Worried about losing your phone? Smartphone manufacturers and American cell carriers have agreed to make “kill switches” standard on all smartphones manufactured for sale in the United States after July 2015. Huge names in mobile tech — Apple, Google, Samsung, and Microsoft — have all signed on to a new “Smartphone Anti-Theft Voluntary Commitment” aimed at beefing up anti-theft features on mobile devices. “Kill switches” would allow owners of compliant phones to remotely “erase contacts, photos, email and other information” as well as lock the device, reports CNN. How will this “kill switch” program change your smartphone? Some ‘Kill Switches’ Already on Market Since smartphones have proliferated in the last decade, phone thefts are leaving consumers more and more vulnerable. A 90s-era flip phone contained very little sensitive data compared to a modern iPhone, and smartphone thefts in major metro areas have added up to millions of dollars in losses. Because of this increased danger from smartphone thefts, some smartphones already include “kill switch”-type security features. The Find My iPhone app included with all current iOS devices has allowed theft victims to track down their stolen Apple devices and sometimes even catch the perp. With the latest version of iOS, Apple users can also remotely wipe or lock their phones, making it harder for thieves to sell the devices. Android devices have a similar feature, allowing users to locate, lock, and even erase a phone or tablet remotely. While these features are fantastic security tools, they are not an industry standard on all smartphones sold today. Push for Legislation Prompts Voluntary Program Because there was no guarantee that your phone would have a “kill switch,” legislators had been pushing to make them mandatory. In response to lawmakers, mobile manufacturers and cell service providers agreed to a voluntary commitment to make “kill switches” a reality in every phone by mid-2015. In a release Tuesday, the participants in the “Smartphone Anti-Theft Voluntary Commitment” promised all compliant smartphones will offer: Remote wiping of a user’s data if a phone is lost or stolen; Rending a smartphone inoperable without a PIN or password (except for 911 functionality); Preventing reactivation without authorization, even with a factory reset; and Reversing the “locked” state when the authorized user recovers the device. This voluntary agreement is not a law, but it should provide that most smartphones in the U.S. market will have these features by July 2015. Related Resources: Tech Companies Commit to Offering a ‘Kill Switch’ for Preventing Phone Theft (The New York Times) CNN Anchor Carol Costello Reports iPhone Robbery (FindLaw’s Celebrity Justice) Apple Crime in NYC Spikes 40 Percent (FindLaw’s Blotter) NYC Cops Nab Alleged Rapist Via iPhone App (FindLaw’s Blotter)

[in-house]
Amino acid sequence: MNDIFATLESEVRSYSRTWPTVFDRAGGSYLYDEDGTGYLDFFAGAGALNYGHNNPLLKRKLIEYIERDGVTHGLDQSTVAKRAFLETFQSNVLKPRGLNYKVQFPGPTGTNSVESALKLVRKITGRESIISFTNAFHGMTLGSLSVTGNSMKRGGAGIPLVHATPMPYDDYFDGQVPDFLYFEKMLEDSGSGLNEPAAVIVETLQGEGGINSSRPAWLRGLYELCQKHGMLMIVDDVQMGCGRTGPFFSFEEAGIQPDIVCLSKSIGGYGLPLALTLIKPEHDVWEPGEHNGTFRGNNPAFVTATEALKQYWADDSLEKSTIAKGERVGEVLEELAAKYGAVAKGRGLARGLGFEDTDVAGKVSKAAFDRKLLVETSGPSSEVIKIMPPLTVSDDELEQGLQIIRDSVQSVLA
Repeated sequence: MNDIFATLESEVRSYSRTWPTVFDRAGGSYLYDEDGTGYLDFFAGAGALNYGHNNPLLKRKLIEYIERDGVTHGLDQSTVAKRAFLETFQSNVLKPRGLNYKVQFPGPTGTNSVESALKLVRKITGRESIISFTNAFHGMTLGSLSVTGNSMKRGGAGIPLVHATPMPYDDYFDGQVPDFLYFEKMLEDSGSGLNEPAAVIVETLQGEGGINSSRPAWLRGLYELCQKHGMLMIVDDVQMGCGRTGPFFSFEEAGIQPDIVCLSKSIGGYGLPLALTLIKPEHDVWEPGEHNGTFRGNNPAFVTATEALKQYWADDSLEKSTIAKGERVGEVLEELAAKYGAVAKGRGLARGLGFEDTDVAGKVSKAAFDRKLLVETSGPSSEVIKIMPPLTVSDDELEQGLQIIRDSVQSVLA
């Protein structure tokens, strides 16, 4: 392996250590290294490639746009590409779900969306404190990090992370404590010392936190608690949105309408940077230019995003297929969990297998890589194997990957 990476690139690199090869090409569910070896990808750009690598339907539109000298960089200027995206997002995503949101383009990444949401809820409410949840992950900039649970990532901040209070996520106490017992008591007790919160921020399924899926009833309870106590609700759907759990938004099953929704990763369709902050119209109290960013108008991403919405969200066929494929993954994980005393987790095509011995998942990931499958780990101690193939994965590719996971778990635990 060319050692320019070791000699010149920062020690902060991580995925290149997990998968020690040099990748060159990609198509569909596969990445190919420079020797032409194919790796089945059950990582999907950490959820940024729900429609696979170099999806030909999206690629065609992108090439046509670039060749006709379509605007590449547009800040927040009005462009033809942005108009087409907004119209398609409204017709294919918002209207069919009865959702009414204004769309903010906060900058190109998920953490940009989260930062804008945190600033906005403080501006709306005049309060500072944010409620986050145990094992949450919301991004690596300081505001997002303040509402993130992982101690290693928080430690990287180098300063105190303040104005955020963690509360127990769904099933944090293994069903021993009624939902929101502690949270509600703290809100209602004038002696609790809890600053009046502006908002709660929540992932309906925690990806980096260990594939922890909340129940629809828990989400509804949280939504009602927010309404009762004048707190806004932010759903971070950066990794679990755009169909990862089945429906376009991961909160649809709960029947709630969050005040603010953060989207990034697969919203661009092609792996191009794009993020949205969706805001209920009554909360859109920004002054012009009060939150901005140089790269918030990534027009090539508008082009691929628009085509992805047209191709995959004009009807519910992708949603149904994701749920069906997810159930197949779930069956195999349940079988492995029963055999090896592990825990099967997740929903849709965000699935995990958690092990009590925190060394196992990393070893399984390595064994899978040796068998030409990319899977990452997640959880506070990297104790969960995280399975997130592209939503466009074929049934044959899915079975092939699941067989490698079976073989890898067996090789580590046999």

- 15 Online Behaviors That Make You Vulnerable to Scams